BATTLE OF SITKA BEGINS—TLINGIT HOLD OFF RUSSIANS AND NATIVE ALLIES
In 1802, the Tlingit raided the Russian American Company (RAC) settlement in Sitka, driving the Russians from Southeast Alaska. Expecting the RAC and manager Alexander Baranov to return, the Tlingit, under war chief K’alyáan, constructed a fort. On September 28, 1804, Baranov’s force of Russians, Aleuts, and Alutiiq returned. Three days later, they attacked but were repulsed and Baranov was shot in the chest. Without reinforcements and gunpowder, the Tlingit negotiated while their clans escaped in what is called “The Survival March.” They took over an abandoned fort on Chichagof Island from which they prevented any trade with the Russians. Americans then established Trader’s Bay and sold firearms to the Tlingit. Starting in 1807, Baranov regularly requested the Tlingit to return and end the blockade. Not until 1822 did they return, but they warned the Russians that they now hunted in the surrounding mountains at their peril.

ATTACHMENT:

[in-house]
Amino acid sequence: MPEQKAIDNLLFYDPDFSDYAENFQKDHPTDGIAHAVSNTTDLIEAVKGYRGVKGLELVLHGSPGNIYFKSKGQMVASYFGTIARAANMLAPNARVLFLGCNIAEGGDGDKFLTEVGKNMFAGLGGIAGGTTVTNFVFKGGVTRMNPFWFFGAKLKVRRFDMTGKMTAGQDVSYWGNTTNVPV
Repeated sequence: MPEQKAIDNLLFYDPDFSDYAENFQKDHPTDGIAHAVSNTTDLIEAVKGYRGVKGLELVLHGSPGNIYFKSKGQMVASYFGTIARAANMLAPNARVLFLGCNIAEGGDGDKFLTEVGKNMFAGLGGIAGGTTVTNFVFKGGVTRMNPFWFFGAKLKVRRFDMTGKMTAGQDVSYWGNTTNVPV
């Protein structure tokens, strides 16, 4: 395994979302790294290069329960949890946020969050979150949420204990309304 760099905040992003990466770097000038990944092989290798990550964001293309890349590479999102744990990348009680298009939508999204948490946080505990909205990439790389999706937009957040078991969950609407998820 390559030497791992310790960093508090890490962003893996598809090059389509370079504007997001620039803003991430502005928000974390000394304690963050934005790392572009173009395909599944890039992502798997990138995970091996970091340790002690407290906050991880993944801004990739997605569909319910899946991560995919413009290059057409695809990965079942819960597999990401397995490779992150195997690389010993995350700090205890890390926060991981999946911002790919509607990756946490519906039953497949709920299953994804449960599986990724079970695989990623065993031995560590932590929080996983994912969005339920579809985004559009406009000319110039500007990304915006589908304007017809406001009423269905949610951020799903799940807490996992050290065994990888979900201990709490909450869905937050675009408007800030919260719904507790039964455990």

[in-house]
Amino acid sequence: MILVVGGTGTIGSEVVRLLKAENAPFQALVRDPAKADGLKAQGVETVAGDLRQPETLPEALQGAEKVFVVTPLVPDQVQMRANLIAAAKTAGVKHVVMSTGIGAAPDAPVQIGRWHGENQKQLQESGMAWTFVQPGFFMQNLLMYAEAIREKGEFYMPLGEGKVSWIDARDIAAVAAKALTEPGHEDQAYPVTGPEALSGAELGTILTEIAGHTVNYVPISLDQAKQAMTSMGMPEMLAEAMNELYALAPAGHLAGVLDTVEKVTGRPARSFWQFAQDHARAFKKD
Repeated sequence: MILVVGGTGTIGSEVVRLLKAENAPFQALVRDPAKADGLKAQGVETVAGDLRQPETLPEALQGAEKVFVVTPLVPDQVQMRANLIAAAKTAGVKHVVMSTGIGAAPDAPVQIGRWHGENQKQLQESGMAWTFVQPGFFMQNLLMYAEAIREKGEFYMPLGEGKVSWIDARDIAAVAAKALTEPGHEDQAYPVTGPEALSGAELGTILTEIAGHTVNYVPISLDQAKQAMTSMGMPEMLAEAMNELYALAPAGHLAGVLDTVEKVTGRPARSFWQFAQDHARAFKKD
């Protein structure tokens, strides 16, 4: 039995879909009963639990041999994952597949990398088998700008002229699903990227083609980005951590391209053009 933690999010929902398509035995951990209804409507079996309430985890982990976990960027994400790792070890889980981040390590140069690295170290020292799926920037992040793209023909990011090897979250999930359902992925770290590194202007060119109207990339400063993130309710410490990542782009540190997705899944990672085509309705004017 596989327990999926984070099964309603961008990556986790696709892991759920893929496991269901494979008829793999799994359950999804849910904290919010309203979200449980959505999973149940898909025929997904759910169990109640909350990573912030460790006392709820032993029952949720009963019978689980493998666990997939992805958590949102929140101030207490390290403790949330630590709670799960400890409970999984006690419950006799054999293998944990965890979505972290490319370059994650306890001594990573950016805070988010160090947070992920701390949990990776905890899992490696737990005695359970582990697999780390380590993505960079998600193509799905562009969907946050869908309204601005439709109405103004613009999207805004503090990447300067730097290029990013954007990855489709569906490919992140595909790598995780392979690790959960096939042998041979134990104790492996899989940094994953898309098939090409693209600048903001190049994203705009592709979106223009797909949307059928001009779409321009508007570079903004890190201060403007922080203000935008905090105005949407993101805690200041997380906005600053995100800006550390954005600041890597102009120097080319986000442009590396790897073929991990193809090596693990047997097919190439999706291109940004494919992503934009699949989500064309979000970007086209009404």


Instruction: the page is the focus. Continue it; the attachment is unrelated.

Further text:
Source: Herb Hope, "The Kiks.ádi Survival March of 1804," in Anóoshi Lingít Aaní Ká/Russians in Tlingit America: The Battles of Sitka, 1802 and 1804, ed. Nora Marks Dauenhauer et al. (Seattle: University of Washington Press, 2008), 273-285. Retrieved 7/15/2019, https://www.nps.gov/sitk/learn/historyculture/battle1804.htm Engraving: Capt Yuri Lisyansky (1773-1837), engraved by I. Clark, 3/1/1814. Published by John Booth, Duke Street, Portland Place, London, 1 March 1814. Public Domain in the US: Pre-1/1/1925. Public Domain elsewhere where copyright term is author’s life plus 100 years or less.